Las Vegas Sun

September 19, 2017

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Committee sends bill for medical marijuana clinics to Nevada Senate


Andrew Doughman

Nevada Assemblywoman Michele Fiore inspects the product and learns about the different uses for and varieties of marijuana during a trip to a dispensary in Arizona on Friday, March 22, 2013.

CARSON CITY — A plan to create a network of medical marijuana clinics — with the owners paying hefty licensing fees — was approved by the Nevada Senate Finance Committee today.

The bill, SB 374, would limit the number of dispensaries to one for every ten pharmacies in a county. But it sets a maximum of 40 dispensaries in Clark County; ten in Washoe County; two in Carson City and one each in the remaining counties.

A person who applies for a state license to operate a marijuana clinic must have $150,000 in liquid assets and pay $20,000 for an initial license and $5,000 for an annual renewal.

The bill would require an up-front $5,000 fee to cover processing and background checks by the state Health Division.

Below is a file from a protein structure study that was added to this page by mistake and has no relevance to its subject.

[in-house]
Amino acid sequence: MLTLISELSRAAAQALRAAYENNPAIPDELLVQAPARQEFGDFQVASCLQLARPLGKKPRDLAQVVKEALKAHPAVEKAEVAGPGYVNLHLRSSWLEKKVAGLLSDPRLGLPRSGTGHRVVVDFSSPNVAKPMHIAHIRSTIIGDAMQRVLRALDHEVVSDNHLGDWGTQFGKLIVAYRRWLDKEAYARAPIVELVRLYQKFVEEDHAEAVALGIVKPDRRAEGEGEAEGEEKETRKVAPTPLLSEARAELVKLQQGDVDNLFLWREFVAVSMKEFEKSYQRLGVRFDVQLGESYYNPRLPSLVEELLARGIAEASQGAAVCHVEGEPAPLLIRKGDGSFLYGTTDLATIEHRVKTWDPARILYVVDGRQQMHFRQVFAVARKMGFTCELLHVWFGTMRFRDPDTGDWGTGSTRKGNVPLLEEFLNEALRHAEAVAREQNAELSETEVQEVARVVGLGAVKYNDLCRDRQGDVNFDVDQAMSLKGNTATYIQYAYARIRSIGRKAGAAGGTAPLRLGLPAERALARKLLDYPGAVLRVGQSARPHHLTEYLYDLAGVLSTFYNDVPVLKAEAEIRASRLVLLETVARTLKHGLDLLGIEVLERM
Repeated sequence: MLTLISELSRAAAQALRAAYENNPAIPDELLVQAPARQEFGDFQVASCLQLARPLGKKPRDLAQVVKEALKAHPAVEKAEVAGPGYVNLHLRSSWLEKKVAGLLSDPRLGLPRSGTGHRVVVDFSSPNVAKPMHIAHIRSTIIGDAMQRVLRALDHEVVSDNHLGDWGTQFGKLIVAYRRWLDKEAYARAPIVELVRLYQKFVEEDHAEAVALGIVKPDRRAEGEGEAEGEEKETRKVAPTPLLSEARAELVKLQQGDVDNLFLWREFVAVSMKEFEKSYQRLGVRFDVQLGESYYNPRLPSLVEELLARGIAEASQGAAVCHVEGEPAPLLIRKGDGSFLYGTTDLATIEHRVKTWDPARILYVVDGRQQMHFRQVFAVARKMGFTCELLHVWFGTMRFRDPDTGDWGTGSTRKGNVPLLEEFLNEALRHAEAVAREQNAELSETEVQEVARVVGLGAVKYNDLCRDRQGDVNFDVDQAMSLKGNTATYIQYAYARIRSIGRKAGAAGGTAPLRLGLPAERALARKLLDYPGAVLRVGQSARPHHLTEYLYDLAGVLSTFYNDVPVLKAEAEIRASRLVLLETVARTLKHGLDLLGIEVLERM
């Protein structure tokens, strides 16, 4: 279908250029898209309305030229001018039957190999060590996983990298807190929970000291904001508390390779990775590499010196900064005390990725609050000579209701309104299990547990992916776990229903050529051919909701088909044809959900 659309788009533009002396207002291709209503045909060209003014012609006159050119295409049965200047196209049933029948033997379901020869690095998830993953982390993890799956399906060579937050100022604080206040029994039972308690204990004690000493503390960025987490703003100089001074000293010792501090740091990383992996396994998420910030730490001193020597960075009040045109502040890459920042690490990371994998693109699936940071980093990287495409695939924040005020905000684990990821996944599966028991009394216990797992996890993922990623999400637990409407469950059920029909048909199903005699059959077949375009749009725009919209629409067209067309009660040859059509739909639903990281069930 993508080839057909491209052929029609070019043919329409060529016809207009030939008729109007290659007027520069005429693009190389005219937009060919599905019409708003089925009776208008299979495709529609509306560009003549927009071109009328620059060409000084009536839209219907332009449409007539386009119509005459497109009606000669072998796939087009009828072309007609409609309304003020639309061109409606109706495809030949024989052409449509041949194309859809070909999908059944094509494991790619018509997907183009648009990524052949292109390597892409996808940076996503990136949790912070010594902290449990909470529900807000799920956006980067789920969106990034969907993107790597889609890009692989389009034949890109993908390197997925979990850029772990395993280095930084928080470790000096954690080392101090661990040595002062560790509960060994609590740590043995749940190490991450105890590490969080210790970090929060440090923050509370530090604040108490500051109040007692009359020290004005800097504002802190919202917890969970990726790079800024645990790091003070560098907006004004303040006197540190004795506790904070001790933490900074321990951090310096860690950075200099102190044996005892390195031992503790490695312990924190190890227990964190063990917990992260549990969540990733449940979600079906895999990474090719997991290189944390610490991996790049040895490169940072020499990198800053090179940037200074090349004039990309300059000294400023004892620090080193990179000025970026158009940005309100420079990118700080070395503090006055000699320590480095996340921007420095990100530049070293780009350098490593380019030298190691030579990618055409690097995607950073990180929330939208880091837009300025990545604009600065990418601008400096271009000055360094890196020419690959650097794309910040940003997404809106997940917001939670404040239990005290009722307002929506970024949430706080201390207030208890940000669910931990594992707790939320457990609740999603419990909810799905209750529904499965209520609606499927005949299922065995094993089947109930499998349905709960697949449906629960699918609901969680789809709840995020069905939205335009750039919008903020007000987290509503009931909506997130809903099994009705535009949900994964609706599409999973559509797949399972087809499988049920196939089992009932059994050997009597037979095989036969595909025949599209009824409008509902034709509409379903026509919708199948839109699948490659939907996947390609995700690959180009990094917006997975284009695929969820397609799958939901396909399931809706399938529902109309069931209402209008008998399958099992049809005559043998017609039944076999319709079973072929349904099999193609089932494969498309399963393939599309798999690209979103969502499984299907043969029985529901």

The bill, which now goes to the floor of the Senate, would require the clinics to impose a $10 fee on each prescription transaction, with the money collected going to the state.

Those involved in the ownership or working in the facilities would be required to undergo a background check and would not be eligible if convicted of a prior felony. Those selling the marijuana also would be barred from working if behind in court-ordered child support.

There is also a license fee for those who would grow medical marijuana and produce edible marijuana products.

The initial cultivation license would cost $3,000, plus a $1,000-a-year renewal fee. The fee for a facility that produces edible marijuana would be $2,000 with a $750 annual renewal fee.

Dispensaries could not be located within 1,000 feet of a public school.

Those with a prescription for marijuana from a doctor would not be allowed to consume the drug on the premises of the clinic.

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